I’ve been a fitness trainer and instructor for 12 years and I’m telling you, Durkin is the real deal. I love his approach to fitness. I stopped lifting heavy weights years ago and have focused more on agility ladder work, TRX training, yoga, and generally maximizing my strength and endurance gains while also minimizing sheering forces on my joints, tendons, and ligaments.
Tom Brady takes his fitness protocol in an even more holistic, and dare I say, Eastern direction. He and his trainer/business partner Alex Guerrero founded the TB12 training facility next to Gillette Stadium in 2013. Guerrero, though highly controversial, isn’t a total quack in my opinion.
Of course claiming his supplements could cure multiple sclerosis, AIDS, concussions, and other diseases with no shred of testing or evidence based proof was incredibly disingenuous and downright dangerous. Settling with multiple investors out of court for defrauding them is no better either.
But I have to hand it to him: he has kept Tom Brady in phenomenal shape to survive and thrive in the NFL past the age of 40. Guerrero earned a Masters Degree in traditional Chinese medicine from a school in LA that closed after losing its’ accreditation. He is not a physical therapist and does not hold any Western degrees that would qualify him to do a lot of the work he does with his clients.
Yet, Guerrero is highly respected and retained by many professional athletes including Rob Gronkowski, Julian Edelman, Wes Welker, Danny Amendola, Willie McGinest, Jimmy Garoppolo, LaDainian Tomlinson, and Chris Hogan. Instead of focusing on lifting huge weights and tearing muscle fibers, Guerrero prescribes more body weight moves and exercises with resistance bands that are designed to increase the muscles’ “pliability.”
Brady often sees Guerrero twice daily and receives intensely specific massages in which he tenses the muscles while Guerrero massages them. The goal is to lengthen the muscles and increase their flexibility so that Brady can withstand the weekly car crash that is an NFL football game.
The other main focus is to reduce inflammation in the body by maintaining a strict diet. Brady does not eat white flour, white sugar, MSG, iodized salt, coffee, caffeine, alcohol, fungus, dairy, nightshade vegetables and most types of fruit. This diet may sound strange, but it’s most likely derived from the Ayurvedic tradition which is over 5,000 years old and trusted throughout Asia as much as we trust Western medicine.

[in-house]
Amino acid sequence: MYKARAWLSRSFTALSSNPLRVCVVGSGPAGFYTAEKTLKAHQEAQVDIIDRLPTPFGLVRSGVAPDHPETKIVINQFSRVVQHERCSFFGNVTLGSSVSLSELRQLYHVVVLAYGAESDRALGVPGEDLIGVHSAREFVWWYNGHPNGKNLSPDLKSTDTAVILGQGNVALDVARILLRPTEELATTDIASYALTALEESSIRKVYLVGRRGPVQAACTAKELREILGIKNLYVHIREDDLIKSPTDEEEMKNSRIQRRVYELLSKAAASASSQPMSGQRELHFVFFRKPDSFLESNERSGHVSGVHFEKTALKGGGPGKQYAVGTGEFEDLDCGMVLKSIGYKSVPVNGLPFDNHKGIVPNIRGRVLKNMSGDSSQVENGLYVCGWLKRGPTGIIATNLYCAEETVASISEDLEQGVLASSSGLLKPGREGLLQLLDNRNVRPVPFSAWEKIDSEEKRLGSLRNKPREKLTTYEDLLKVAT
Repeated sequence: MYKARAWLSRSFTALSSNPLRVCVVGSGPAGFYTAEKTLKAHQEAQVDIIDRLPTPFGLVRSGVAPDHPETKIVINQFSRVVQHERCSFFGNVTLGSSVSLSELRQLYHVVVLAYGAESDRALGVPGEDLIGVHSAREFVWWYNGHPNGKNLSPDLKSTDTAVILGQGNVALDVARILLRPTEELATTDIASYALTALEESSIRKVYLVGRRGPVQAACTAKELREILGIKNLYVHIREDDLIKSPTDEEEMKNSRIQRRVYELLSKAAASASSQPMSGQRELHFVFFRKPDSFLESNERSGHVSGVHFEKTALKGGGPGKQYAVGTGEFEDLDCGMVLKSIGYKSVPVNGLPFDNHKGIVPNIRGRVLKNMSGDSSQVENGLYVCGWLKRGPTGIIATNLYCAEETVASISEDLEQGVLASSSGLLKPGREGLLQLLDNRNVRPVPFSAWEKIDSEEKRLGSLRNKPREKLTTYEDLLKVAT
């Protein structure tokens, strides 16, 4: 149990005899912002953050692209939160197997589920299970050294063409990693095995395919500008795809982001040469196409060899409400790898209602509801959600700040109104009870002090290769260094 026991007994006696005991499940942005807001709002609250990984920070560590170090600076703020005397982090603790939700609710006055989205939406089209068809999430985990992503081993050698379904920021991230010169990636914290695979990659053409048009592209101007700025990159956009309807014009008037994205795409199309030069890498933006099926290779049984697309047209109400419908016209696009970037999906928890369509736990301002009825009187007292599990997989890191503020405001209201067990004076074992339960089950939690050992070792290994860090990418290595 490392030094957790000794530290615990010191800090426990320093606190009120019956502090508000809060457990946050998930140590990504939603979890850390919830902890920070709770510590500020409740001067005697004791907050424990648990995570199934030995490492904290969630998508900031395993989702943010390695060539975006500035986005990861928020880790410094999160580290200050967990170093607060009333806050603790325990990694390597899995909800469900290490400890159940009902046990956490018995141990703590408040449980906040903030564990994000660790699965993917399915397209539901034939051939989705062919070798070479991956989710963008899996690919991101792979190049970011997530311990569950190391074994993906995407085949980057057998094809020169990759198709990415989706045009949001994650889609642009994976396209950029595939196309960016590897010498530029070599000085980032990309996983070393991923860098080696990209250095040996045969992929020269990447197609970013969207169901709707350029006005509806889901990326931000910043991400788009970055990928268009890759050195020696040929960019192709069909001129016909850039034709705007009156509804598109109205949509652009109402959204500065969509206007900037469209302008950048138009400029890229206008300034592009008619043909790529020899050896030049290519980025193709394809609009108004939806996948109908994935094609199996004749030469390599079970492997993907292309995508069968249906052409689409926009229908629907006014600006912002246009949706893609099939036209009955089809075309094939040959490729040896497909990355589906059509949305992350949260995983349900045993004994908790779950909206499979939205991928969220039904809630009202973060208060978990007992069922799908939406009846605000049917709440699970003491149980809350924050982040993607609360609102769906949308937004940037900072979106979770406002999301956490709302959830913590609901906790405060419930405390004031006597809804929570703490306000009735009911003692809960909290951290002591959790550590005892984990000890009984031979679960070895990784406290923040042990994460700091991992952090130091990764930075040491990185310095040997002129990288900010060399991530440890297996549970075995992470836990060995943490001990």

The part where Brady and Guerrero lose me is by making sweeping statements like everyone should drink 25 glasses of water a day, or eat this exact diet, or that everyone needs to consume TB12 branded electrolytes or wear TB12 branded muscle recovery pajamas.
I’m not 6’4” and 230lbs; I’m 5’6” and 130lbs, so I don’t need more than 65 ounces of water a day, unless Tom wants me to get hyponatremia and die of brain damage. Don’t just replicate a professional athlete’s diet and fitness regimen. These have been specially tailored to them. If you work for Google and sit at a desk for eight hours a day, you probably shouldn’t eat and drink exactly what Tom Brady does.
It’s okay to be skeptical too. Brees isn’t much more trust-worthy with his shameful peddling of Advocare products. It’s important to rely on evidence-based research conducted by independent bodies without a financial stake in the products they test. Even more important, think for yourself and do your own research before listening to athletes that have a financial stake in the health philosophies they are sharing with the public.
If you aren’t hip to eating according to your Ayurvedic dosha (My dosha is roughly 70% Pitta, 20% Vata, 10% Kapha) like Brady seems to, you can go the Western route and still learn something about how to function at a higher level, no matter what your lifestyle is. Drew and Brittney Brees got food sensitivity blood tests done back in 2004. That’s when Brees found he had significant sensitivities to gluten, dairy, and certain nuts.
“As you can imagine, I was shocked because I was consuming most of these things every day. And just to think how long I’ve had these sensitivities and had continued to feed them. Guys coming in fresh out of college are used to going to the training table and eating and drinking whatever they’re given.”
“In many cases, I see myself as a veteran player – pulling those young guys aside and, as part of teaching young players how to be a pro, talking to them about their diet, their sleep habits and their recovery. They’ll start to ask questions like, ‘Hey Drew, what do you do?’ That’s when I explain to them that I use coconut milk and almond milk products.”
It’s not just Brees’ direct teammates like Reggie Bush, Sean Canfield, Chase Daniel, Brandin Cooks, and Ryan Griffin who have followed his lead when it comes to diet and fitness. “It took the fourth or fifth time hearing, ‘You need to do this,’ and then reading about Drew Brees and Tom Brady and others who are your peers doing it,” Kirk Cousins said. “I realized, ‘If I want to hang with these guys, then it’s time to stop playing around.’”
18 of the 32 quarterbacks starting in the NFL are over 30 years old, and by September that list will grow to 21 with the 30th birthdays of Cam Newton, Tyrod Taylor, and Andrew Luck. Even though five quarterbacks were drafted in the first round last year, there’s a good chance less than a third of the starting quarterbacks in the league will be younger than 30 years old.
40 might be the new 35, and it’s not just because of some changes in the rules. Players are spending highly on optimizing their health and performance through a multitude of practices both new and incredibly old. Cousins is right, it’s time to stop playing around.